2. Reduce the amount of belongings you have to move. Downsizing can be physically exhausting and emotionally draining. Take some time to sort through your belongings and give special items to friends and family. You can also have a yard sale or donate some items to charity. For certain items you’re not ready to part with but cannot bring to your new place, consider using a storage facility.

3. Begin in areas of the house no longer in use. This strategy will be least disruptive to normal life and will help develop some momentum to carry you through other areas of the home.

4. Have a sorting system. Use colored stickers to identify which items you want to donate, which you want to give to family and which ones you need to keep. Make a list of potential recipients and match up the items, instead of coming up with different recipients as you sort through items one by one.

5. Start with large items and work toward smaller ones. Sorting through large furniture first will create a sense of progress for senior citizens. This will make it easier to sort smaller items later on, as it will be clear what storage will be available in the new home.

Find more ideas: 10 Moving and Downsizing Tips for Senior Citizens.

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DAYNA WILSON: As a real estate agent I have been working with homebuyers and sellers throughout the East Bay communities of Layfayette, Moraga, Orinda and Walnut Creek since 2009. As a Certified Senior Housing Professional (CSHP) , I have special knowledge about everything from reverse mortgages to the importance of universal design. I can tap into my network and put you in touch with my team of qualified home inspectors, movers, attorneys, CPAs, organizers and other experts. I have all the resources and knowledge to simplify the transaction and eliminate the anxiety of selling your home.

Call me today to talk about your real estate concerns. I’m here to listen: 925.788.6582

Toss It Tuesday – Time for You to Get Rid of All That Extra Stuff

Senior couple packing a miving boxIn her article 20 Tips to Help You Get Rid of Junk, author Paula Spencer Scott knows how difficult it can be to help a parent downsize for a move. “Where you see a houseful of stuff to sort and toss, your parent is apt to see treasures, essentials, and a lifetime of memories,” she writes.

Here are some expert-tested ideas to avoid the ‘junk wars’ and make downsizing less stressful — for all of you.

1. Avoid tackling the whole house in one go. Though it’s more efficient for you to plow full steam ahead, your parent is apt to be stressed emotionally, if not also physically. When organizing a parent’s move, it’s better to think in terms of months, not days. Tackle one room or area at a time. About two hours at a stretch is ideal for many older adults, says Margit Novack, president of MovingSolutions in Philadelphia and founding president of the National Association of Senior Move Managers.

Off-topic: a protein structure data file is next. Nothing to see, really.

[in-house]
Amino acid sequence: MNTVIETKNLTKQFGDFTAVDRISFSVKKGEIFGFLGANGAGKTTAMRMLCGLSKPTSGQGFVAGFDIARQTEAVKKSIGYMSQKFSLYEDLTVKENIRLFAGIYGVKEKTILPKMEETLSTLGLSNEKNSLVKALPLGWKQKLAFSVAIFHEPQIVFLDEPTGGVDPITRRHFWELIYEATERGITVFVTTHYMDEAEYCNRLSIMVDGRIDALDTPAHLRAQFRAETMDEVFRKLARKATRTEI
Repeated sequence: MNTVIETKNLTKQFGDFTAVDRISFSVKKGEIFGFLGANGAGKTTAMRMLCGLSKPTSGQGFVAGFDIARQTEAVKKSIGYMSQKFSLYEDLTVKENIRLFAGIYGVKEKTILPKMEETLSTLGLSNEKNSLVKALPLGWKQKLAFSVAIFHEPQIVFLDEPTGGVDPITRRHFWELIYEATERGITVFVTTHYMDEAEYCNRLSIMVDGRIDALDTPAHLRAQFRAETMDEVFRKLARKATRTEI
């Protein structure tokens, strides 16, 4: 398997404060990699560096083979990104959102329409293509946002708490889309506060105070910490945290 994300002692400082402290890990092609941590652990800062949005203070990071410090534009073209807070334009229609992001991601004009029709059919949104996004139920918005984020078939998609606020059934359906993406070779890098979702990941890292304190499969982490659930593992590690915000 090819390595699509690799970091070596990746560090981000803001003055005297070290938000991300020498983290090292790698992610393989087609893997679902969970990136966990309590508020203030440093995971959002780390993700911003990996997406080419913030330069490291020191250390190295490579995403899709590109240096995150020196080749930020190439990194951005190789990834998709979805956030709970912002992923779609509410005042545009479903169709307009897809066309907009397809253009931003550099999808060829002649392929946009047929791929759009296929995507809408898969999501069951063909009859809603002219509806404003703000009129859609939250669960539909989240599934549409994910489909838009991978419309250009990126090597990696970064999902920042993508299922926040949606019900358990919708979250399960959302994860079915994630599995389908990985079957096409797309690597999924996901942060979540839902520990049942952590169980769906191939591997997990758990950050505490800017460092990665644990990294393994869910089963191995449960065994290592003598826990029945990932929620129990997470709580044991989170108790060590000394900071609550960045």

2. Frame decisions as yes-no questions. Open-ended choices put a reluctant mover on the spot, raising stress. Avoid asking, ‘Which pots and pans do you want to keep?’ Winnow them down yourself first, then present a more manageable yes-no option: ‘I’ve got your best frying pan, a large pot, and a small sauce pot. Does that sound good?’ ‘Couching questions for yes-no answers provides the opportunity for the parent to feel successful so you can move on to the next thing,’ Novack says. Items that exist in abundance work especially well to presort: clothing, kitchenware, tools, and anything else you know the person has way more of than he or she will have space for.

3. Use the new space as a guide. Measure exactly how much closet or cabinet space the new place has (assisted living communities will provide this information if you ask), and fill an equivalent amount of space as you sort. Mark off the comparable space so your parent has a visual guide. Beware of excessive multiples. In assisted living, your parent only needs one frying pan, one or two sets of sheets, one coffeemaker, one or two coats, and so on.

4. Banish the “maybe” pile. Relocation experts call it the OHIO rule: Only handle it once. The less decisive you are about what to do with an item, the more attached you (or your parent) risk becoming to it, Hayes says. Moving things in and out of ‘maybe’ piles is also takes time. Tempting as it is to set aside tough sorts for later, unless there’s room to ‘hold’ them at a relative’s house, it’s not generally worth paying storage-rental fees (unless it’s a very large estate and time is tight). That’s because once they’re boxed, your parent isn’t likely to look at the items ever again. (Out of sight, out of mind.) Exception: Save time by boxing piles of paperwork, which doesn’t take much room. Papers are time-consuming to go through and present an unpleasant task for many disorganized people, casting a pall on your packing.”